Sep 11, 2016; Glendale, AZ, USA; Patriots wide receiver Danny Amendola (80) helps hold the American flag on the field during the national anthem. Mark J. Rebilas-USA TODAY Sports

While it is far from the first time anyone had ever issued the challenge, Seattle Seahawks defensive end Michael Bennett believed that the ongoing discussion over protesting during "The Star-Spangled Banner" is missing something. From Wednesday’s edition of ESPN’s SC6:

“It would take a white player to really get things changed because when somebody from the other side understands and they step up and they speak up about it … it would change the whole conversation. Because when you bring somebody who doesn’t have to be a part of [the] conversation making himself vulnerable in front of it, I think when that happens, things will really take a jump.”

Anyone reading this has heard, if not directly sounded, the clarion call for black and brown sports figures to follow in the footsteps of Jackie Robinson, Muhammad Ali and others their whole lives. In recent years, expectations for black and brown athletes to be more than their professions were raised since Trayvon Martin lost his life. But from the very moment that Colin Kaepernick told the world he was sitting (and eventually kneeling) during the anthem a year ago, those same expectations found even newer heights.

Bennett’s quote speaks solely about the national anthem, but it’s symbolic of a greater demand now coming from the increasing ranks of black and brown sports figures. When will a prominent white male professional athlete speak out about the injustices in America?

But even when one does speak directly about the issues that hover over the nation, there’s another question to be considered: will that player and that particular moment even make a difference?

Believe it or not, we have a few clues. Remember when future Hall of Famer Aaron Rodgers took time in a post-game press conference to call out the fan who screamed ‘MUSLIMS SUCK!’ during the moment of silence for the victims of the November 2015 terrorist attack in Paris?

Rodgers was rightfully praised for his words, and that condemnation also created a new set of expectations … for him. Plenty of people – including some white members of the sports media – were chomping at the bit in hopes that the Green Bay Packers star would become the voice to help expand a growing movement among professional and collegiate athletes to no longer "stick to sports." While that hasn’t exactly panned out, it’s not entirely wrong to assume that those who applauded Rodgers in 2015 still hold out hope that he’ll break from his sudden cautiousness.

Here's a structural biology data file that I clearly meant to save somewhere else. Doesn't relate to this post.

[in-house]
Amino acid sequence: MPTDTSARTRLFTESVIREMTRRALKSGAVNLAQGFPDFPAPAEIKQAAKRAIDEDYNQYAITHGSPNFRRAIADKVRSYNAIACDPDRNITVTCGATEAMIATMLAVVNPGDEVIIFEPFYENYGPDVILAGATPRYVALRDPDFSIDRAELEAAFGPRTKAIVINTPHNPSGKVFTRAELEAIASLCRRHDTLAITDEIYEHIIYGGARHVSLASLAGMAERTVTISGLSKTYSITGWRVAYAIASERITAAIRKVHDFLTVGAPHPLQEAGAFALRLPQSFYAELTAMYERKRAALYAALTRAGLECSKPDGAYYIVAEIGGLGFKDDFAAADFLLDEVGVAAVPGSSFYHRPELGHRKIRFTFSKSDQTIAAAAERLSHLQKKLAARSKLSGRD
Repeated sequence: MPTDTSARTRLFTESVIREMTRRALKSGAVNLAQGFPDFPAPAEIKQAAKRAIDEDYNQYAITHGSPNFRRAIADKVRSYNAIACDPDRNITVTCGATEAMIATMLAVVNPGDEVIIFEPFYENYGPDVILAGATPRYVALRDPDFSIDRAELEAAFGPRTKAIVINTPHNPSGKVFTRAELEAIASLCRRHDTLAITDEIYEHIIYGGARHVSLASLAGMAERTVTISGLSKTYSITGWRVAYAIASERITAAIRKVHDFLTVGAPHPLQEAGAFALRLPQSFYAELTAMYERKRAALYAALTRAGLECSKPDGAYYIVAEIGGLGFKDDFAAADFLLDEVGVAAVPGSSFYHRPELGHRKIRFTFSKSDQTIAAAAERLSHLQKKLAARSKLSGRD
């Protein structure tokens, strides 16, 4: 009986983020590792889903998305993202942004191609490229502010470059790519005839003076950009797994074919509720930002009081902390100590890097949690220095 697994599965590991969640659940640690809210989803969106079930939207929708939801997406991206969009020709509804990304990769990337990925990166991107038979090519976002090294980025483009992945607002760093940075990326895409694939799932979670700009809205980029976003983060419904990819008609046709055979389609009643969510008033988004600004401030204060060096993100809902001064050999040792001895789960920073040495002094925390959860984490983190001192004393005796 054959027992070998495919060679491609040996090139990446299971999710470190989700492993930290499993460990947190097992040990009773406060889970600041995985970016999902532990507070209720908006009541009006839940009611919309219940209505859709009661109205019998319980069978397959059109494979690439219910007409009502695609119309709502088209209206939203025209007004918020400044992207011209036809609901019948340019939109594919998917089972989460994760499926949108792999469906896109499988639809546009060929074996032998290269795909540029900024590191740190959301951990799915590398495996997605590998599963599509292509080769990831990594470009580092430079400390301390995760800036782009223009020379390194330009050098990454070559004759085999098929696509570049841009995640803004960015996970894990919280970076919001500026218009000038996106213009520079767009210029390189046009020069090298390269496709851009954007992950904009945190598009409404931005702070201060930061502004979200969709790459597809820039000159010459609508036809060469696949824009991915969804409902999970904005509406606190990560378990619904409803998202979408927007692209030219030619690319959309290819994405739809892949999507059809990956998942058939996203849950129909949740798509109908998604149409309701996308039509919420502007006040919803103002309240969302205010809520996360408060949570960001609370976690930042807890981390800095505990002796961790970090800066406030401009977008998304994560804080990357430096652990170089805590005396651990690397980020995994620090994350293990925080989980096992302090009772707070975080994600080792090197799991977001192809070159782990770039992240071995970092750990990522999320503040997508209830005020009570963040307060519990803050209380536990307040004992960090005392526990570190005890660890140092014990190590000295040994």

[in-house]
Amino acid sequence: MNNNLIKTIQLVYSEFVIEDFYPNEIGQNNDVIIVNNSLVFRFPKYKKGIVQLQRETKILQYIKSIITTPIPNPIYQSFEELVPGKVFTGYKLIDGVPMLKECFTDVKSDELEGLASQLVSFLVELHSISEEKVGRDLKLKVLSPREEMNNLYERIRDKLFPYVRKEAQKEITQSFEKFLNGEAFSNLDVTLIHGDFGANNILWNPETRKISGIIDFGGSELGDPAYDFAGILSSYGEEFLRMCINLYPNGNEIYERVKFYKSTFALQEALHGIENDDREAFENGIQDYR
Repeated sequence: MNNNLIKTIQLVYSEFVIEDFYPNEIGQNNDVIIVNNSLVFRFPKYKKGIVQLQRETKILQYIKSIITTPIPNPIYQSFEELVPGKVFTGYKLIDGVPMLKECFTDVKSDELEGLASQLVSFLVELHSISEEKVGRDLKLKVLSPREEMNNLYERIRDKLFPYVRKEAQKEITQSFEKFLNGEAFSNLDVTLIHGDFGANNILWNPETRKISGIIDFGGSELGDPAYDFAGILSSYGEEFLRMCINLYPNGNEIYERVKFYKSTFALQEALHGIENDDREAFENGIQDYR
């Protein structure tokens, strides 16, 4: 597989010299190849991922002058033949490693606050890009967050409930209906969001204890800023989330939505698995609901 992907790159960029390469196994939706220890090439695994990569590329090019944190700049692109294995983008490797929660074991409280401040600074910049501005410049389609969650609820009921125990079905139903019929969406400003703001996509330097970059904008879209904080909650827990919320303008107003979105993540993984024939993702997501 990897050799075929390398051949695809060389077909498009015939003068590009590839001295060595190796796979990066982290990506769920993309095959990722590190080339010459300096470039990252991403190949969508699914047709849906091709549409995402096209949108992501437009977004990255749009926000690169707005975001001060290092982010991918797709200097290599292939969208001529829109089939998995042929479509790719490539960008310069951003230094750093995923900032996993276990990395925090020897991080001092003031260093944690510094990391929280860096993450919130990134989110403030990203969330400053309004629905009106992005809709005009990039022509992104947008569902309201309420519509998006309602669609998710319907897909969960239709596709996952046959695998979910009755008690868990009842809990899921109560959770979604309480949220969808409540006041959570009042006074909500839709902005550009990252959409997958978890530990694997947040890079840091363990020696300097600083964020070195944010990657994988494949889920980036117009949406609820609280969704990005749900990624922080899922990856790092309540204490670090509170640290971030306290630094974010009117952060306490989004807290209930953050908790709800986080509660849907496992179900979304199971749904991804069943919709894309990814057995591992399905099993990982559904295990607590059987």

However, while we may not have seen an equally obvious display of disrespect at Lambeau Field since that game, it’s hard to say that Rodgers’ statement compelled a change in behavior among fans who may harbor resentment towards Muslims or any other marginalized group. After all, what’s said and done in private – including at polling stations – speak volumes about who we are and what we value.

There’s also the curious case of one Thomas Edward Brady, he of the Super Bowl rings, league MVPs and infamous locker room adornments. Perhaps because he had a bit more time to himself to start last season with the Deflategate suspension, the awkward dance around his support for the current President served as a reminder of why Brady stays in his lane, as he did when the tumultuous 2014 NFL offseason played out before us. At the time, Brady’s reluctance to comment about Ray Rice, Adrian Peterson and others was the closest the public has ever gotten to knowing what mattered to him away from the football field. So when Brady started to get questions about his relationship with the MAGA Whisperer, we shouldn’t have been surprised that he bristled against the thought of having to qualify his friendship with the presidential candidate. (It didn’t help that Brady’s wife and retired supermodel, Gisele Bundchen, not only might have disagreed with him but pretty much told the quarterback to keep his mouth shut).